When supporting families, there can often be a discrepancy between the type of support we think they need and in reality what they actually need.
Sadly, and rather frustratingly, this can mean that services are developed on the basis of presumed, rather than actual need. This is likely to affect outcomes for families and consequently have an effect on the perceived success of an intervention, so it is really important we get this right in the first place.
It can be easily done, thinking we know what people need. We do this with our own families, with partners, with relatives. It is important however to establish what is really needed in a situation, even if that takes some time and a few wrong turns along the way.
When we get it right, small things can make big things happen. What might seem quite insignificant to one person, could spark something life changing. Never underestimate the power of the little things you can do. They can make a big difference.
I’ve interviewed many parents over the years in my different roles and they often tell me it is the small things that can have the biggest impact.
Here are some examples:
“I think just knowing that they are there to support you is the main thing that helps, knowing that you aren’t on your own is a real source of strength. They are great mediators for families and it helps to get other services on board, they speed things up.”
“One of the main things is the ideas that we throw around between each other in the meetings. We do our research and [worker] will come up with ideas as well and then we pool all our thoughts together and give things a go. Having someone else to help us think things through and come up with strategies and hear our own thoughts has been really valuable.”
“They showed us the way through the maze of services and how to get what we needed, because they were involved things happened faster which made a huge impact.”
“They helped me with how to get organised around the house, helped me to cope better and helped me get my head around how I organise my life with the kids.”
“They just make me feel like I have some back up, like I’m not in this on my own.”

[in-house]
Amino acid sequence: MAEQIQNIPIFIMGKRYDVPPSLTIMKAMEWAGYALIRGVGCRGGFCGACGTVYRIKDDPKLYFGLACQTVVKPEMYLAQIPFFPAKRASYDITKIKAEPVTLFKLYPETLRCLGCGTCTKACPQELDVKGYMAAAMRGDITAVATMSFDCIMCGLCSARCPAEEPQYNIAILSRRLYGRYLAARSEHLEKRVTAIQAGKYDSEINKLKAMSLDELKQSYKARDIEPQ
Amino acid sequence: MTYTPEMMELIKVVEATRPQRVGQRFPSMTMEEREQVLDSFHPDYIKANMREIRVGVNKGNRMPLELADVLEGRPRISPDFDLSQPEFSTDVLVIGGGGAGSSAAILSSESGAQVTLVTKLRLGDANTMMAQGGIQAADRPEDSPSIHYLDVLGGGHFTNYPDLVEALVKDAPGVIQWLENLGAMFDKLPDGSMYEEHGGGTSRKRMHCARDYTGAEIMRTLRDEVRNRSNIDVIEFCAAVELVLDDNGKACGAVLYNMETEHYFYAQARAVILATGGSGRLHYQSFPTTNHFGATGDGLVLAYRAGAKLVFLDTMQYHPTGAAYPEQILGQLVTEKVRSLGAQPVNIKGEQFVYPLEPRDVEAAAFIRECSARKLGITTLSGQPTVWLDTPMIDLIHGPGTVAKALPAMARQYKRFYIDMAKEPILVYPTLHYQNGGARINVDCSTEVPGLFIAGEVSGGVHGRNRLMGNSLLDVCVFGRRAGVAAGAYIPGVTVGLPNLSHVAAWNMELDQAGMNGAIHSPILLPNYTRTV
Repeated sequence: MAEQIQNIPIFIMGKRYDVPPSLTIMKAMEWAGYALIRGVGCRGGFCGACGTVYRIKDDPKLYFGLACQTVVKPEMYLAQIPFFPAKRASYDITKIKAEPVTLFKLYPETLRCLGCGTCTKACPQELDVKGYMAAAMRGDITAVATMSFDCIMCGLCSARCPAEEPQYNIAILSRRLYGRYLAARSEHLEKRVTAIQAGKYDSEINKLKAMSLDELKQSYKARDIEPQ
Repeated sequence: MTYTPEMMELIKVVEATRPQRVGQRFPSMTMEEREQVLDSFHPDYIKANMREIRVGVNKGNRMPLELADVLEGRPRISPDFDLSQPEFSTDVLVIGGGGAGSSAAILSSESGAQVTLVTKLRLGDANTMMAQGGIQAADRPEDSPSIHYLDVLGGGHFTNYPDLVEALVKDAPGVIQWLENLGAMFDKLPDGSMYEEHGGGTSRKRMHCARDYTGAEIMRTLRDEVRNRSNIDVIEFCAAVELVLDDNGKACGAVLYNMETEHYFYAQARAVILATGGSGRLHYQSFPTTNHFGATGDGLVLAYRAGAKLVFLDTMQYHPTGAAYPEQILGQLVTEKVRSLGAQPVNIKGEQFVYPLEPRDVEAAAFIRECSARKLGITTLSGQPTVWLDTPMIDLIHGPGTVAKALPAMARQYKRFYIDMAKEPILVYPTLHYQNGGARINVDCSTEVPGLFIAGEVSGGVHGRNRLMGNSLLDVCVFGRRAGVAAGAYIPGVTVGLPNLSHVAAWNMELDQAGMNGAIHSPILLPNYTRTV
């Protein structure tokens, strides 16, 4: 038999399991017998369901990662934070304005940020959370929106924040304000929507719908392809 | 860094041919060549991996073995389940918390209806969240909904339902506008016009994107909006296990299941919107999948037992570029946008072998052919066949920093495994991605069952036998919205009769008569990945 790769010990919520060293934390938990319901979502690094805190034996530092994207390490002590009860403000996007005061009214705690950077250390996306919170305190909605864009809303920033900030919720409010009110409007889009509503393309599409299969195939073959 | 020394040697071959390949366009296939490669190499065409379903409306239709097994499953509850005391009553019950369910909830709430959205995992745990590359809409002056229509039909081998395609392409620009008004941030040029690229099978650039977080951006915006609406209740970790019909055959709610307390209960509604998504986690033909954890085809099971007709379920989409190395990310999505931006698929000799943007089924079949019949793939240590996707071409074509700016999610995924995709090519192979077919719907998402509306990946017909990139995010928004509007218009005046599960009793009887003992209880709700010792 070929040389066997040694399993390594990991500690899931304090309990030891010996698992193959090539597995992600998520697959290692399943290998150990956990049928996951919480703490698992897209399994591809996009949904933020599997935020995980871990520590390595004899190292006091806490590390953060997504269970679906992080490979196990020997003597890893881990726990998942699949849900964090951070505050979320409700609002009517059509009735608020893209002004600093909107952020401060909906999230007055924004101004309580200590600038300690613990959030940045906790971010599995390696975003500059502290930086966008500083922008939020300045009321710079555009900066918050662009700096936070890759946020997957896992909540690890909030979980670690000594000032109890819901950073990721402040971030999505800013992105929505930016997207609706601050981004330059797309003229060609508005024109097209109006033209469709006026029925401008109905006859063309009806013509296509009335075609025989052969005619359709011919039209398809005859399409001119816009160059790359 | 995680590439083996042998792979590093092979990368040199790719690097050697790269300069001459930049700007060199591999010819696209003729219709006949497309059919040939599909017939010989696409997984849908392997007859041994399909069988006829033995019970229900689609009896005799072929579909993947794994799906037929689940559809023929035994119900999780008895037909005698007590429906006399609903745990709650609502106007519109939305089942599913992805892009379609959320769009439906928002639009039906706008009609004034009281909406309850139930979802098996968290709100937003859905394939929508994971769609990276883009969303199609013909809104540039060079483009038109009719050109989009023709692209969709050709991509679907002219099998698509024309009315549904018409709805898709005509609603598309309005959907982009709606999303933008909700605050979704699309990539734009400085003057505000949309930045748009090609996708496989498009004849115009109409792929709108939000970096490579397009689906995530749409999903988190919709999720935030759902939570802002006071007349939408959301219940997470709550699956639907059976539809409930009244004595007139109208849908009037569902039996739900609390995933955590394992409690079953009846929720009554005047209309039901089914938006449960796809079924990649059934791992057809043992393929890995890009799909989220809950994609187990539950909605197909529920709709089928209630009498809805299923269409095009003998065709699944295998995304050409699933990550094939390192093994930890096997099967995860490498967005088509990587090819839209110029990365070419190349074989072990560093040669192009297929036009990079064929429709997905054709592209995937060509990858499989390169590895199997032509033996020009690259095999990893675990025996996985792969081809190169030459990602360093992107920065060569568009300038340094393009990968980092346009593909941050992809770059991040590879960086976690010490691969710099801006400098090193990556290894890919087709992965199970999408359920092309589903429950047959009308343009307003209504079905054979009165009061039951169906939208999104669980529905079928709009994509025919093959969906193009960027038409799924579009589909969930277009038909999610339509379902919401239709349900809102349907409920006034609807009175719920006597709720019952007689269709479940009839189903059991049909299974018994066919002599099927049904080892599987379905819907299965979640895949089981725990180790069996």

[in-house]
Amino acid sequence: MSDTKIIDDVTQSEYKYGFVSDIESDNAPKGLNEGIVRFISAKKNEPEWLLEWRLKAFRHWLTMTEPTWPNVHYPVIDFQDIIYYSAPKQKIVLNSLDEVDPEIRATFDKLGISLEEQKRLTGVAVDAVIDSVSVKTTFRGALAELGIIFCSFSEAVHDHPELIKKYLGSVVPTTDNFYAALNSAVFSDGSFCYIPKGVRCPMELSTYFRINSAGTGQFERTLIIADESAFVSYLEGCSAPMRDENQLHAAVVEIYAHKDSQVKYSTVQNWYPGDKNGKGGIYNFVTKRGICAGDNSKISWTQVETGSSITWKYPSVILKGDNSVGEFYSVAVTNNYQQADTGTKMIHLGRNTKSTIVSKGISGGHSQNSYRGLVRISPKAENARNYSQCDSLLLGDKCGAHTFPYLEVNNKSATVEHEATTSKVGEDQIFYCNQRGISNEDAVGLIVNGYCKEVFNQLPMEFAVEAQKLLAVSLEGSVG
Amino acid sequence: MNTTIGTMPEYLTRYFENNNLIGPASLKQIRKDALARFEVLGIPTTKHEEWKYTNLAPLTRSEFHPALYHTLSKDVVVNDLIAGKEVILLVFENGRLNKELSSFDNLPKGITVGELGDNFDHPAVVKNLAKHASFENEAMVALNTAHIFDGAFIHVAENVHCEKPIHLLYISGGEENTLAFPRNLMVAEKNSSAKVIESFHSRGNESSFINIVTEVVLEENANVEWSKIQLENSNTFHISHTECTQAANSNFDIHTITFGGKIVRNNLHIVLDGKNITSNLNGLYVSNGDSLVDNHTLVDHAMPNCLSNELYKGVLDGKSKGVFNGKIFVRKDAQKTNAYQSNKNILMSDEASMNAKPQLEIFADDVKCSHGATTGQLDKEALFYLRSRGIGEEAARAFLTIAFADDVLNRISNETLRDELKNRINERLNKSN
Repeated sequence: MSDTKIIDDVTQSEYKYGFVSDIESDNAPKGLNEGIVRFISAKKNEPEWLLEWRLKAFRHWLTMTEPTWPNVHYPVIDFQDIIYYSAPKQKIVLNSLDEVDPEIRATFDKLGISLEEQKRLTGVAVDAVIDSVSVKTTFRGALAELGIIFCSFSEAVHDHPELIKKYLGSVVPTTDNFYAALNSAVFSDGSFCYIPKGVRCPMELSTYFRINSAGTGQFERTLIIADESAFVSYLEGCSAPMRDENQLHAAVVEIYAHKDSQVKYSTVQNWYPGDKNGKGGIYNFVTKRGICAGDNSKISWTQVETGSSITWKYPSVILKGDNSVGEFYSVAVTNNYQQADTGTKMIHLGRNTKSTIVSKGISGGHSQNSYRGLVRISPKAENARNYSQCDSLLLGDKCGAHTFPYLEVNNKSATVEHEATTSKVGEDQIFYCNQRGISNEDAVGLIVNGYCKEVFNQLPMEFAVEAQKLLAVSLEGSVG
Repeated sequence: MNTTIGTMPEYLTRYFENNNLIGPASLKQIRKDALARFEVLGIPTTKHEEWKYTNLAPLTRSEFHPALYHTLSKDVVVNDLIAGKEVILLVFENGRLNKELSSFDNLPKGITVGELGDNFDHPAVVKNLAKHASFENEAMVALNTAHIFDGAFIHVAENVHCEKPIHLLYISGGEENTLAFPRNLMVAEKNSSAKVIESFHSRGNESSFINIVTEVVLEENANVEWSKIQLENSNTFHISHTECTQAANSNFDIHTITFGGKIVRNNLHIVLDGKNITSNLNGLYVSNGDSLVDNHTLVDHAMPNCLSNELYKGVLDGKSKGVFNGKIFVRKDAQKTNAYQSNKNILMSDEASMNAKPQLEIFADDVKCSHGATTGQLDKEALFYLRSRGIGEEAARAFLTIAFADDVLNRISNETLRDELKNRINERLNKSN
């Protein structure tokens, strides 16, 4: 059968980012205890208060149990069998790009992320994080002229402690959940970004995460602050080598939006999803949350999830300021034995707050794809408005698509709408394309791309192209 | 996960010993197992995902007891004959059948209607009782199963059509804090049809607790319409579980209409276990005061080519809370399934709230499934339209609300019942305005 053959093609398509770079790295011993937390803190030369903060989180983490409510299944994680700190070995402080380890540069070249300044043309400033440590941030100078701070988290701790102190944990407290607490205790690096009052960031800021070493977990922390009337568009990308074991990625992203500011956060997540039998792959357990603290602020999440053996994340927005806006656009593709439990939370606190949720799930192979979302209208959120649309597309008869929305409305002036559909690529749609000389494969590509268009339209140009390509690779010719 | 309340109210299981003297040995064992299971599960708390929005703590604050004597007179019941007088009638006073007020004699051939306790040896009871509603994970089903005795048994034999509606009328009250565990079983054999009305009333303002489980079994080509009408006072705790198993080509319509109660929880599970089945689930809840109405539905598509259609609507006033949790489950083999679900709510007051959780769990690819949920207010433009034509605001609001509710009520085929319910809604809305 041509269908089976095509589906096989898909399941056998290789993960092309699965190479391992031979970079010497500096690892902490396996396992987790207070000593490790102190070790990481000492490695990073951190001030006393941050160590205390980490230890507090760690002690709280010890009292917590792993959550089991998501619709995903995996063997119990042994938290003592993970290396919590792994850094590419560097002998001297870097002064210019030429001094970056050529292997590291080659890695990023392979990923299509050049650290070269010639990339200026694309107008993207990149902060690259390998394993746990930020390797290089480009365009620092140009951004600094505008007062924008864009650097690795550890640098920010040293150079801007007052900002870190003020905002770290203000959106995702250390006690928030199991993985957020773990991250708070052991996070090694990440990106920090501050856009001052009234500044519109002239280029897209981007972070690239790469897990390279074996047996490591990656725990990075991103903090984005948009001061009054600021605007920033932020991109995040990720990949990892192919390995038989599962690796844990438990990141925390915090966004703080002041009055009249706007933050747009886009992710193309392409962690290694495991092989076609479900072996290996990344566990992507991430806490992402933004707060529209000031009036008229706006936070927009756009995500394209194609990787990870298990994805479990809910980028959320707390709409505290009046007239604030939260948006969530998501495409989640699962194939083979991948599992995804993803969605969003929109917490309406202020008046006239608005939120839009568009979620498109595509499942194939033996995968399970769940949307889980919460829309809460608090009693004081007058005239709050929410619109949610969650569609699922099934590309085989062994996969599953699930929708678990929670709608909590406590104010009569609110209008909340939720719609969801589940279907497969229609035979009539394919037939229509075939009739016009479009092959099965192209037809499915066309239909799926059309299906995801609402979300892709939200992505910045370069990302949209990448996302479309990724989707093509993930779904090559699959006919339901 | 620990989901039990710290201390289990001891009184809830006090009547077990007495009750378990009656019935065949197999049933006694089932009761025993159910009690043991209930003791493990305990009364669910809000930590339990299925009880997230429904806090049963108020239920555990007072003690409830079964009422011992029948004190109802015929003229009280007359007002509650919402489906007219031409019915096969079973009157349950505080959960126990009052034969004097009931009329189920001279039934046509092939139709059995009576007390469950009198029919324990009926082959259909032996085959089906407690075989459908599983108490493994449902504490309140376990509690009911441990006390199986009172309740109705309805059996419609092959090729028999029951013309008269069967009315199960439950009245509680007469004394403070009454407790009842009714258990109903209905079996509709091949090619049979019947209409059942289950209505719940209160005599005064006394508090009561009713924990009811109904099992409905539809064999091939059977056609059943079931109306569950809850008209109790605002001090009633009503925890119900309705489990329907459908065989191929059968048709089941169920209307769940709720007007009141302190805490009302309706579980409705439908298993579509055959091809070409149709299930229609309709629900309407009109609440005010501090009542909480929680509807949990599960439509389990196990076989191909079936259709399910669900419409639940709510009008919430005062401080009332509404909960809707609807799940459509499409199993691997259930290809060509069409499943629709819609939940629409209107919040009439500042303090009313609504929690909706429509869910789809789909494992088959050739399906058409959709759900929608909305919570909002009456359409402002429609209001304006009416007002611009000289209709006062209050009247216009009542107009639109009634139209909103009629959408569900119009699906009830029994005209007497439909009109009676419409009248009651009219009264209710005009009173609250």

These ‘small’ things can often have profound effects on families, like in the examples below:
“I think my attitude towards the children has changed the most. Also we have put together some house rules and the children’s behaviour has then changed as a result of this.”
“Just not having to battle on my own I think. Having someone, or lots of people in this case in my corner for a change. That has changed things the most. They have made me more confident and able to deal with things now, I’m not the nervous person I once was and that gives my daughter confidence in me. I am more able to cope so she has been able to disclose things she couldn’t before about her dad and we have been able to move forward. She is more confident in me as a parent and that feels great.”
“The way I deal with things and how I cope has changed a lot but also my son’s behaviour is now under control, he is less angry than before. All of that has had a knock on effect on the rest of the family. Things are much calmer these days.”
“I think just my ability to cope and juggle a family and work and all the other general stuff you have to get through in a day. They have taken some of the pressure off by doing some of the chasing of services for me which really helps and of course they can get things moving faster as well.”
Sometimes, that one person working effectively with a family can be all that is needed to make progress. Below are examples of things families have said about their support workers.
“He is amazing, I worry what will happen when we don’t have him though as I feel as though it is this worker who has made the difference and without him things will go back to how they were.”
“She has helped a lot she would take our daughter after school on a one-to-one and work with her on a range of things but basically helping her to cope better with everything.”
“She has really helped us – she has been amazing to be honest with you. I just can’t fault her, she’s been a tower of strength at a really bad time for us.”
“She helped with boosting confidence and improving social skills but when she took him out it also gave us some respite so if helped our relationship and emotional health in the long run as well. We could parent more effectively with that little break.”
“My son worked with a worker [and] quite honestly he was an utter god! Our son has autism and he is bipolar so it takes a special person to understand what he needs, how to speak to him etc. [Worker] was an expert, he genuinely cared and we really felt that. He knew how to handle him and that was very reassuring for us as parents. He came every week and when they closed the case he kept coming for another 6 weeks so the contact was phased out gradually and our son didn’t just feel dropped by him.”
What is your process for establishing what families really need?
How effective is this?
Are you aware what a life-changing result effective support work can have?